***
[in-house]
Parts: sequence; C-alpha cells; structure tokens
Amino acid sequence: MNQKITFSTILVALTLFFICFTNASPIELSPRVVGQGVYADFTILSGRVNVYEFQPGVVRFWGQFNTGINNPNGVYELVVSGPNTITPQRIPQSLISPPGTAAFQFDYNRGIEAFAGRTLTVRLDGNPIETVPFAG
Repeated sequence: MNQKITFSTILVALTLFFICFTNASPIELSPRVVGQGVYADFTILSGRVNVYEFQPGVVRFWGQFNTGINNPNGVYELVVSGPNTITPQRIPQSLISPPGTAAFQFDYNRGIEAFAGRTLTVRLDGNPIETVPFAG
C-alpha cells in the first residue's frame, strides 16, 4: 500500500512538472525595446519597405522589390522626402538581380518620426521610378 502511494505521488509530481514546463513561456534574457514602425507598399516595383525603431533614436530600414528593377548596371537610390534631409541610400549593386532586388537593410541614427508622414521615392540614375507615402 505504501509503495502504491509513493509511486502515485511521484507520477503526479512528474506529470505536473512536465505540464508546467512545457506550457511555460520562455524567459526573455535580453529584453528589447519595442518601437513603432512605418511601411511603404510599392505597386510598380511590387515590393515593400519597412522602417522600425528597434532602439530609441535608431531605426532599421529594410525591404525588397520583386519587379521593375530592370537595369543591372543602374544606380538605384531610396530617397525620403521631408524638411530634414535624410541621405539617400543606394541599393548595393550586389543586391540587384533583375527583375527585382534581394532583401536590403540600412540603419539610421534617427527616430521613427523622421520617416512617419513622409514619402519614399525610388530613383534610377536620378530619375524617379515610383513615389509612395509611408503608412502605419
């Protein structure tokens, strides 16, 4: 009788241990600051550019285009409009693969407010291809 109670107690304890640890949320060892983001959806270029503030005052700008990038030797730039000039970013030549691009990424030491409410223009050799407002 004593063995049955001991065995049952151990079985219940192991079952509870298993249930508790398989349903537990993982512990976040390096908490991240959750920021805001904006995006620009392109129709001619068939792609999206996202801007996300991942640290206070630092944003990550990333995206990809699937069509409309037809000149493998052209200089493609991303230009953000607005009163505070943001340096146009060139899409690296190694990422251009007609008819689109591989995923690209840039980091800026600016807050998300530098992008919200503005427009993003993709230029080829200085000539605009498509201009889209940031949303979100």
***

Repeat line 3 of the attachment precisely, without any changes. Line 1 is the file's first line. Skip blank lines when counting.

Amino acid sequence: MNQKITFSTILVALTLFFICFTNASPIELSPRVVGQGVYADFTILSGRVNVYEFQPGVVRFWGQFNTGINNPNGVYELVVSGPNTITPQRIPQSLISPPGTAAFQFDYNRGIEAFAGRTLTVRLDGNPIETVPFAG